By: Amanda Guarragi
Charlie Kaufman’s long awaited Netflix Original Film is very unconventional and bold, but the screenplay suffers from over explaining the philosophy of life. What starts out as a young woman, questioning her relationship, ends up being a convoluted study on ageism and life itself. I’m Thinking Of Ending Things has a very intriguing first half and then it somehow falls apart, as it spirals into an ending that doesn’t quite suit what came before it.
At first, Kaufman explores the layers of what it means to be in a relationship, or rather, how to get out of one that didn’t feel quite right. The Young Woman, played by Jessie Buckley, has this internal monologue that highlights what is wrong in her relationship by doing a voiceover, while her boyfriend Jake, played by Jesse Plemons, is talking to her. They both gave solid, individual performances but the script is what caused this to be so confusing and sometimes uncomfortable.
It just felt really messy and oversaturated with philosophical symbolism, by the end it seemed like Kaufman got lost in what he was trying to convey as well. The tonal shifts throughout the film were very abrupt, which put a damper on trying to make any thematic connections whatsoever. Every time I thought I understood what Kaufman was trying to say, he took it to an entirely different place leaving me confused with what was happening in The Young Woman’s mind.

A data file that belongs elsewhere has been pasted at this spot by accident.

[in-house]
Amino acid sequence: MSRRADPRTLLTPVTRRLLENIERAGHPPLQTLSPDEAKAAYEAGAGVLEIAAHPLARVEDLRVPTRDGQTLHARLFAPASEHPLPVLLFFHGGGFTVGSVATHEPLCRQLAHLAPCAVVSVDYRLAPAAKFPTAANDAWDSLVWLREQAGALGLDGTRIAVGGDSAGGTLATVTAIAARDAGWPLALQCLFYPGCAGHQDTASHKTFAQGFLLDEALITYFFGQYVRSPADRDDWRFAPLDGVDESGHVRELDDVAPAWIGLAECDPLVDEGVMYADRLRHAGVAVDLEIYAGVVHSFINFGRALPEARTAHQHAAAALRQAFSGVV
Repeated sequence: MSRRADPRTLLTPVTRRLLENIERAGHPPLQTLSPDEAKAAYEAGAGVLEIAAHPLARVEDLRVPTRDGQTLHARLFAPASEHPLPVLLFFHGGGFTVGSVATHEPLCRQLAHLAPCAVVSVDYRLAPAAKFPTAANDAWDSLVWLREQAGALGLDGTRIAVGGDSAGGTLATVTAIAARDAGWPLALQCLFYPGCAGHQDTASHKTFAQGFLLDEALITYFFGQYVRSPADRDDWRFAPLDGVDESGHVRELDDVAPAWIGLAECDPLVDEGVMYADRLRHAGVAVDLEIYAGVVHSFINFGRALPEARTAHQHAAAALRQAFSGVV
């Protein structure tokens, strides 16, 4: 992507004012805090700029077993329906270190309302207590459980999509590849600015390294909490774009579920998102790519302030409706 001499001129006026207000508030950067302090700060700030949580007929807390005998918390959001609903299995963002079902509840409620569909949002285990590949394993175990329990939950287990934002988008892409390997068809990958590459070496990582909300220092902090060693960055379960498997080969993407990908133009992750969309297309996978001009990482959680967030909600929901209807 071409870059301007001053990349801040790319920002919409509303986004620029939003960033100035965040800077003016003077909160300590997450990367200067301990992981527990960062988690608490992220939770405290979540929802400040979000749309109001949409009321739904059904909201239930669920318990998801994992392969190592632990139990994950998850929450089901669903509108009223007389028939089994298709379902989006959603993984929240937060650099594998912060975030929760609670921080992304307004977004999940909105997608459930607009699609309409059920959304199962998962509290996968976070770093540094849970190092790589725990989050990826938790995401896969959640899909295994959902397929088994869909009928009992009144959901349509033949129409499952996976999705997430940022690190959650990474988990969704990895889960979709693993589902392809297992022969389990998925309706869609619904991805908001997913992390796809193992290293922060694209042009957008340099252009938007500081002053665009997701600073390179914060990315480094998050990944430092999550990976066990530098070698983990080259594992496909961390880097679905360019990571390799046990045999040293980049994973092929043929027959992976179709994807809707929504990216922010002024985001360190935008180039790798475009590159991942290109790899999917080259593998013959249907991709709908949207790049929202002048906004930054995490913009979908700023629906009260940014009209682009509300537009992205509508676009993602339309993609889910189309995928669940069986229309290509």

As they both travel to the outskirts of farm country to have a formal family dinner, to meet Jake’s parents, The Young Woman becomes more cynical and she is now scared of her future.
“Humans can’t live in the present, so they invented hope.”The Young Woman (Jessie Buckley) ‘I’m Thinking of Ending Things”
In a way, the home of Jake’s parents became the layers of The Young Woman’s mind, as she assessed the lives of his father (David Thewlis) and mother (Toni Collette). There are so many ways to study the psychology of these characters because The Young Woman feels stuck and envisions her future with her in laws.
I’m Thinking Of Ending Things is a mixture of an existential crisis, relationship issues and family dysfunction, that loses all meaning in the 3rd act. It becomes unbearable to listen to The Young Woman ramble on about life without actually making any points. It’s almost as if Kaufman is trying to recreate his previous work to continue his ongoing theme of heartbreaking relationships that address mental illnesses. This one just falls through entirely because he tried to do too much with it.